SXSW Sydney and The Flipping Point
House of Kitch was delighted to host ‘The Flipping Point’ on Friday 20th September at the inaugural Sydney SXSW festival. And attendees were clearly keen to hear the insights – with people setting up camp outside the room and queuing down the corridor waiting for doors to open.
Samara Kitchener, Founder and Managing Director, House of Kitch Communications, opened the session with a ‘Tipping Point 101’ overview of Malcolm Gladwell’s seminal book and shared her observation that Cortnee Vine’s penalty flipped us over the tipping point during the Australia v France match by overlaying the match viewing figures with Gladwell’s Tipping Point chart.
“I love it when theory flips beautifully into practice,” said Kerry Turner, NSW Office of Sport Manager Participation and Partnerships, MC for the session. Kerry then asked the panel when they ‘felt’ the flip – the seismic shift in the universe, where we experience the superpower of women’s sport during the Women’s World Cup.
Angie Tutt, LEGO Australia, Senior Director, Head of Marketing described her personal flipping point as her viewpoint from the stadium crowd beside the goal when Sam Kerr scored her iconic goal against England. “It was the most amazing thing I’d ever seen,” she said.
Tom Rischbieth, Football Australia Head of Commercial and Events, said his personal flipping point came seeing the response of his three kids under 5 years old to the event and his four-year-old daughter saying she wanted to “flip like Sam Kerr”.
Kerry then asked Tom about Football Australia’s compass for determining the right brands for the Matildas to work with:
“We started building the Matildas as a brand from the start of 2021. We knew that we had this opportunity [the Women’s World Cup] and saw it as the biggest moment since the 2000 Sydney Olympics on home soil. We’re a governing body of sport, we don't have huge marketing budgets and we knew we needed to work with other companies.”
Tom shared the power of the ‘stickiness factor’ through Football Australia’s collaborations with Nike, Rebel, Collette and Smiggle which provided fans with multiple opportunities to engage with the Matildas.
"It meant that our brand was appearing in non-traditional sports environment. But it also meant that we had ways of fans buying in early and building momentum in the lead up to the big tournament as well, which is really important.”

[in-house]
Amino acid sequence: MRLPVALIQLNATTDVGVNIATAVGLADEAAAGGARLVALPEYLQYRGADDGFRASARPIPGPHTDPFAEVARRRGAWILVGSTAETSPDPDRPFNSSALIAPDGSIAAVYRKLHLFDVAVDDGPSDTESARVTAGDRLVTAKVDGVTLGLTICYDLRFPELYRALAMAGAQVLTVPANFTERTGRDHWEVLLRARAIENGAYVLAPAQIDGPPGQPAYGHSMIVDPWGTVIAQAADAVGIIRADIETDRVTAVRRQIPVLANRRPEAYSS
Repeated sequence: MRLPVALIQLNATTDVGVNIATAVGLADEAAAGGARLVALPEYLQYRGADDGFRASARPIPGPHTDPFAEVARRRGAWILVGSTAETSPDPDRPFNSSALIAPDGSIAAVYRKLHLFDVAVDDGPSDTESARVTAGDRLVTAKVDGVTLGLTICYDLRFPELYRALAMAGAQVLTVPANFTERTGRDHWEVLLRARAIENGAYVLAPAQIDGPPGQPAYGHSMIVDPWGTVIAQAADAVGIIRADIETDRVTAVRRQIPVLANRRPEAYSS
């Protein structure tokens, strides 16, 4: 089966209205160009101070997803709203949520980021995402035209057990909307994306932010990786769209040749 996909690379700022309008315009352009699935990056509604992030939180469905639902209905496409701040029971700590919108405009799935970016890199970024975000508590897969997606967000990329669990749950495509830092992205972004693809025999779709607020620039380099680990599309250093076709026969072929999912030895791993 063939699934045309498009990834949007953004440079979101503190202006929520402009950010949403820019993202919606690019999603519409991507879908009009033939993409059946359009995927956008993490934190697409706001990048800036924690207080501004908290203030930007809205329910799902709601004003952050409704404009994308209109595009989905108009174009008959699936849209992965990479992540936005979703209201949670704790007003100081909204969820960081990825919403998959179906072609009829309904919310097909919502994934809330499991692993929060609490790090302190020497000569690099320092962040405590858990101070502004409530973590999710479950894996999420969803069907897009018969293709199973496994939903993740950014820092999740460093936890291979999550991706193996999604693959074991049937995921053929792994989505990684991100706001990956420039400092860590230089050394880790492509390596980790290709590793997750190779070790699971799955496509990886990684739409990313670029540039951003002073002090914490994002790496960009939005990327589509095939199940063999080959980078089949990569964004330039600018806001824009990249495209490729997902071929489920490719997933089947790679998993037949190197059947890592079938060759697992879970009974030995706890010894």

These conversations had a long lead time and were taking place 12-18 months ahead of the Women’s World Cup. But not everyone was convinced ...
“Retailers need to buy into the program and the reality is there was a lot of conversations that didn't go ahead. And there's a lot of people that weren't convinced that the Women's World Cup was going to be very big because they were looking at historical data.”
Clearly, LEGO were convinced. Describing their first meeting with Football Australia, Angie shared that “We weren't quite sure what to expect because, technically, it was about football. [But] it wasn't just: ‘let's play football,’ it was about empowerment. It was about trying to drive an equitable place for both girls and boys to play football. So, for example, changing the locker rooms to be more available to girls as well as boys. And when they started putting up their purpose and their values, my PR manager and I realised they were just so aligned to the values that we (LEGO) have about empowering kids through sports - it was a heartfelt moment in the middle of a meeting.”
This shows the importance of values-based partnerships and the magic that happens when brands are aligned. Angie explained LEGO’s ‘Play Unstoppable’ campaign: “It’s all about empowering girls to play the way they want. We want them to play without judgment with the freedom to express themselves, to give them
choice on how they want to play. And it's not just playing with bricks, it's just play in general because we all know that play is a super important part of children growing up and learning.”